Inquiry into abuse in religious schools to examine possible costs to the state – The Irish Times

A state inquiry into sexual abuse in religious schools has been commissioned to determine the scope of other allegations likely to come from former students and the potential cost to the state.

Education Secretary Norma Foley on Tuesday announced details of a “scoping inquiry” into allegations of historic sexual abuse at schools run by religious orders. It is estimated that there are around 400 such schools, mostly at the second level.

It follows revelations of abuse at schools run by a number of religious communities, including the Spiritans, formerly the Holy Ghost Fathers, who run Blackrock College, Rockwell College and St Mary’s College. In many cases, the allegations of abuse go back to the 1960s and 1970s.

Asked whether compensation has been ruled out or ruled out, Ms Foley said the lead counsel assigned to lead the scoping inquiry will have the opportunity to “look into everything”.

“The final outcome of the report will be heavily influenced by what’s on the table, particularly by the survivors,” she said.

“It’s also informed by what we’ve learned from previous investigations, what we’ve seen internationally… I’m not going to prejudge any decision she might make.”

The terms of reference for the scoping study state that options are evaluated that include statutory or non-statutory options or a combination of both.

In addition, there will be an “analysis of the potential scale of historical sexual abuse in schools run by religious orders” and the “timeframe and cost of a government response.”

The scoping investigation, which is expected to last eight months, will be led by Senior Counsel Mary O’Toole and will involve working with survivors.

It will also analyze lessons learned from previous abuse investigations, including the Ferns Report, the Murphy Report and the Cloyne Report.

The scoping inquiry will culminate in a report to the Secretary of Education with recommendations for next steps.

Ms Foley said the revelations of abuse in a number of schools were “deeply disturbing and heartbreaking” and that it was “vitally important that survivors of past child sexual abuse have the opportunity to be heard fully and with appropriate respect and empathy.” “.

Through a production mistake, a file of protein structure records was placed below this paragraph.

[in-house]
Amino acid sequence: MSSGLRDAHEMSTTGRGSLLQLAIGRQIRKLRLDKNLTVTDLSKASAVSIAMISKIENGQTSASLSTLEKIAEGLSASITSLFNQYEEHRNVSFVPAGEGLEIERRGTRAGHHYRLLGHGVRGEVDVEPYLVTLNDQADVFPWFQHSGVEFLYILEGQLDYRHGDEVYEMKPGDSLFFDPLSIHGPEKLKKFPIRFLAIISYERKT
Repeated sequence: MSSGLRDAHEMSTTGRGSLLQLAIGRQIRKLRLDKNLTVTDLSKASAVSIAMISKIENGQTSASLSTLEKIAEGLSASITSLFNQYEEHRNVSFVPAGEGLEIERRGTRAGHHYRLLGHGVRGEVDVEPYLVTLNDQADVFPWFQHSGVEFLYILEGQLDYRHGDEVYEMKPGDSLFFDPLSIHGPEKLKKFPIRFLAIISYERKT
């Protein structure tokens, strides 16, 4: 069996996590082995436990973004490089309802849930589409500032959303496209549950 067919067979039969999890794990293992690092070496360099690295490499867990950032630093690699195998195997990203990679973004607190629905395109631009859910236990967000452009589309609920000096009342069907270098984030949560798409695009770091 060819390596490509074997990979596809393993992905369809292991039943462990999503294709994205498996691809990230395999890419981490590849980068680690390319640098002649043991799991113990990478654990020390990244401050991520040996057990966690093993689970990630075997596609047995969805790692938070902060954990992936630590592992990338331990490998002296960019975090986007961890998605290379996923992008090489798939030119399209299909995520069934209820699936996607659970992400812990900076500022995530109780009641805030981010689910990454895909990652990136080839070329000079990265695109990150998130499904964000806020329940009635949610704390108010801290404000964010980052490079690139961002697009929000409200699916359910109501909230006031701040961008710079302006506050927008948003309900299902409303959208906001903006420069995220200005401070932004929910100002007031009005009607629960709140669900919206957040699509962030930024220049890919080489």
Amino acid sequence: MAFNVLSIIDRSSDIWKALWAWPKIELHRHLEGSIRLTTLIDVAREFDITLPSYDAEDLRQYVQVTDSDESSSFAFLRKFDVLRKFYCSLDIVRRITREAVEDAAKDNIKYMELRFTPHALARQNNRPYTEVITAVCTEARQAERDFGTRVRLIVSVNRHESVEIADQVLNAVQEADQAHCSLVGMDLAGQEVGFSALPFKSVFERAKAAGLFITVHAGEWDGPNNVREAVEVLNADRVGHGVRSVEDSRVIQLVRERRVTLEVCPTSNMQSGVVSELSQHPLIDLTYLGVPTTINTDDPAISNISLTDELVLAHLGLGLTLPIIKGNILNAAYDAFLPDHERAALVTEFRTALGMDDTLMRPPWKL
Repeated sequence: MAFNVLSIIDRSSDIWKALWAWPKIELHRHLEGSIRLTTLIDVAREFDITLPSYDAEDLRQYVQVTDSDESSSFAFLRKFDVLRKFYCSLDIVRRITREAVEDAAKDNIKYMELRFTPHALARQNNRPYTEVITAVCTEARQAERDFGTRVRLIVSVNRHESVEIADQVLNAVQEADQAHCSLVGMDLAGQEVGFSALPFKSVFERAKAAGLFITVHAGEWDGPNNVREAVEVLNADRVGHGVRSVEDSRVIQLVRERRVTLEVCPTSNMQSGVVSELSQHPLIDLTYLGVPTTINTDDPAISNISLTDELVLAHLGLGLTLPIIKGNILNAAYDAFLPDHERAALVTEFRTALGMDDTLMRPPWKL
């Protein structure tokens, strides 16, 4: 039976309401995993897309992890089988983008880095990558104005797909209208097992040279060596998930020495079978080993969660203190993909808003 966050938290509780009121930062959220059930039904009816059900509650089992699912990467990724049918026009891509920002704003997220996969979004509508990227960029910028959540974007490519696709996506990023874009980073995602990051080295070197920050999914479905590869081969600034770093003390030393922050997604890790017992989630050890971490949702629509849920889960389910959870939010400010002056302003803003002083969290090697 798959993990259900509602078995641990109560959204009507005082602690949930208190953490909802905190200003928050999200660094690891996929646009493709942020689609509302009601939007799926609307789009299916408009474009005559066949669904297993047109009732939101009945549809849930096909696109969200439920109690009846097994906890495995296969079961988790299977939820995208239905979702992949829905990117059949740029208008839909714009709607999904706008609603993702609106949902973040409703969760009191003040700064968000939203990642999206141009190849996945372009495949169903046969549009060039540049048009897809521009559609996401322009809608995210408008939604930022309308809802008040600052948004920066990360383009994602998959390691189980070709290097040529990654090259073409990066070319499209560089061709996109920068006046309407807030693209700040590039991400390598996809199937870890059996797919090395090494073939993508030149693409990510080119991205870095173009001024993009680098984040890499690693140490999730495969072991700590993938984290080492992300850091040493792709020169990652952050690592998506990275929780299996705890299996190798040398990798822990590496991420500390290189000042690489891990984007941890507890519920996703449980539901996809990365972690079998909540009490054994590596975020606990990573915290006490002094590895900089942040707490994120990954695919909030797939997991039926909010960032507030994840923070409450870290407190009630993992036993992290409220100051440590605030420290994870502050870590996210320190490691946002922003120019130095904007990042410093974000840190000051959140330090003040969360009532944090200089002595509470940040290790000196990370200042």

“I have said that the survivors need to know that there will be a serious government response. Today, with the support of the government, I am announcing the first phase of this response,” she said.

The question of whether a compensation system could involve the state is controversial.

While some officials argue that religious orders are liable, Louise O’Keeffe, who won a landmark case following elementary school sexual abuse, has argued that her case establishes the principle that the state has an obligation to protect students from past abuse protect at school.

The latest allegations of abuse were sparked by the broadcast last November of a RTÉ radio documentary about the story of two brothers, Mark and David Ryan, who were sexually abused by priests at the school in the 1970s, unbeknownst to them.

Since then, Gardaí has ​​collected more than 130 allegations from victims and individuals who say they have witnessed or are aware of allegations of abuse.

It prompted an apology to Spiritan victims last year and the establishment of a restorative justice program.

The government, meanwhile, has demanded that the Spiritan order retain all of its assets and keep all records of allegations of sexual abuse at its schools, which have been the focus of recent allegations of abuse by former students. The move was believed to be in anticipation of the investigation and a possible victim compensation scheme. Inquiry into abuse in religious schools to examine possible costs to the state – The Irish Times

Dais Johnston

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